Journal of Mammalian Evolution

, Volume 24, Issue 1, pp 71–90

Fossil Cetaceans (Mammalia, Cetacea) from the Neogene of Colombia and Venezuela

  • Gabriel Aguirre-Fernández
  • Jorge D. Carrillo-Briceño
  • Rodolfo Sánchez
  • Eli Amson
  • Marcelo R. Sánchez-Villagra
Original Paper

DOI: 10.1007/s10914-016-9353-x

Cite this article as:
Aguirre-Fernández, G., Carrillo-Briceño, J.D., Sánchez, R. et al. J Mammal Evol (2017) 24: 71. doi:10.1007/s10914-016-9353-x

Abstract

There are significant geographic gaps in our knowledge of marine mammal evolution because most fossils have been found and described from Northern Hemisphere localities and a few other high-latitude areas in the Southern Hemisphere. Here, we describe fossil cetacean remains from five geological units in the South American tropics (Urumaco, Codore, Castilletes, Cantaure, and Querales formations) generally representing marginal marine depositional environments (estuaries, deltas, and tidal flats). While fossil cetaceans from Venezuelan Neogene localities have been previously studied, this paper includes the first descriptions of fossil cetaceans from Colombia, including a diverse assemblage of mysticetes and odontocetes. We identified and provisionally referred fragmentary remains to the iniid Ischyrorhynchus vanbenedeni and to the platanistid Zarhachis flagellator. The latter suggests the presence of Platanistidae in the eastern coast of South America during the early-middle Miocene, representing the second record of Platanistidae in South America and the first record of Platanistidae in eastern South America. Other less-diagnostic specimens are characterized by features commonly seen in longirostrine odontocetes such as Iniidae, Platanistidae, Pontoporiidae, Lipotidae, Eoplatanistidae, and Squalodelphinidae.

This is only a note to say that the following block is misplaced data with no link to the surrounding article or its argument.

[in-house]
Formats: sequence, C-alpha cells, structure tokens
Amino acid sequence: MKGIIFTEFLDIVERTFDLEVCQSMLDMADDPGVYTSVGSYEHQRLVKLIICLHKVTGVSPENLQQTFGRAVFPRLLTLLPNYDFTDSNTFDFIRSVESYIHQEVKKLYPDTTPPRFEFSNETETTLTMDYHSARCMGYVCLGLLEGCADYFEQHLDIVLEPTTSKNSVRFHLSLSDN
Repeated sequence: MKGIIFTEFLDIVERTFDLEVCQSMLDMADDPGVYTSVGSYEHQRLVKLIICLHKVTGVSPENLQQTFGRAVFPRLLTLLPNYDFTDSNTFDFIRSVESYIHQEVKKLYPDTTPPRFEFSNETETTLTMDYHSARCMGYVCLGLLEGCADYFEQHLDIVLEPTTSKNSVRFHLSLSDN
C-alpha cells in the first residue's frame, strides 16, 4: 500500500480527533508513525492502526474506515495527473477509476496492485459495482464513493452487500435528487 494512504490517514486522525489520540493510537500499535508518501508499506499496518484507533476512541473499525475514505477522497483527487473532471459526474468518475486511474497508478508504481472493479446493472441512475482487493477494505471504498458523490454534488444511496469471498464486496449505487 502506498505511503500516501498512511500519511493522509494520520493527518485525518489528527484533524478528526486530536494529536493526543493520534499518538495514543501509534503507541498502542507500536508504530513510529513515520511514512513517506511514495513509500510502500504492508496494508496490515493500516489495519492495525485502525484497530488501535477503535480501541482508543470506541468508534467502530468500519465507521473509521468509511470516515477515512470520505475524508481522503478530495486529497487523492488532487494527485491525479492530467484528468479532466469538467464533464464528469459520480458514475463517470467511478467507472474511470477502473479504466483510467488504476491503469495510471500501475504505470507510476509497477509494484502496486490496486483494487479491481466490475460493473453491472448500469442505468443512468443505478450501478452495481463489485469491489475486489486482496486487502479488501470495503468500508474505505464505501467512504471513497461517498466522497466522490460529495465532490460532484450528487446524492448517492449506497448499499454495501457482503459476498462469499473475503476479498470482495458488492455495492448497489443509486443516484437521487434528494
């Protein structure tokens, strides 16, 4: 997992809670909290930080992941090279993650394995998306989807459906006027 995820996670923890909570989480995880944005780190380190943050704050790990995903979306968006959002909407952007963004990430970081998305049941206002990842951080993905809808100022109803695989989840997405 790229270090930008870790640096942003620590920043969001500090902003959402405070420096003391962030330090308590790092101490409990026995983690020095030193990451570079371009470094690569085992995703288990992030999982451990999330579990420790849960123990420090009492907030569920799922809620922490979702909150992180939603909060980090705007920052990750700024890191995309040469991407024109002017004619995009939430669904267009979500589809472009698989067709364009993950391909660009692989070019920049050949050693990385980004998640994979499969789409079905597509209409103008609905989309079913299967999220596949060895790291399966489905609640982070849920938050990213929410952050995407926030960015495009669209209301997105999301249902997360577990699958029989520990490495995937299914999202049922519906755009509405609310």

Keywords

Odontoceti Mysticeti Miocene Cocinetas and Falcón Basins South American Tropics 

Supplementary material

10914_2016_9353_MOESM1_ESM.pdf (1.6 mb)
Supplementary dataThe Online Resource 1 includes unlabeled specimen photographs. Additional field data linked to MUN-STRI specimens can be downloaded from the Smithsonian Tropical Research Institute Geological Sample Database webpage (http://biogeodb.stri.si.edu/jaramillo/fossildb/index.php/) using either the locality (e.g., “490006”) or the sample (e.g., “37698”) numbers. (PDF 1656 kb)

Copyright information

© Springer Science+Business Media New York 2016

Authors and Affiliations

  1. 1.Paleontological Institute and MuseumUniversity of ZurichZürichSwitzerland
  2. 2.Center for Tropical Paleoecology and ArchaeologySmithsonian Tropical Research InstituteAncónPanama
  3. 3.Museo Paleontológico de UrumacoUrumacoVenezuela

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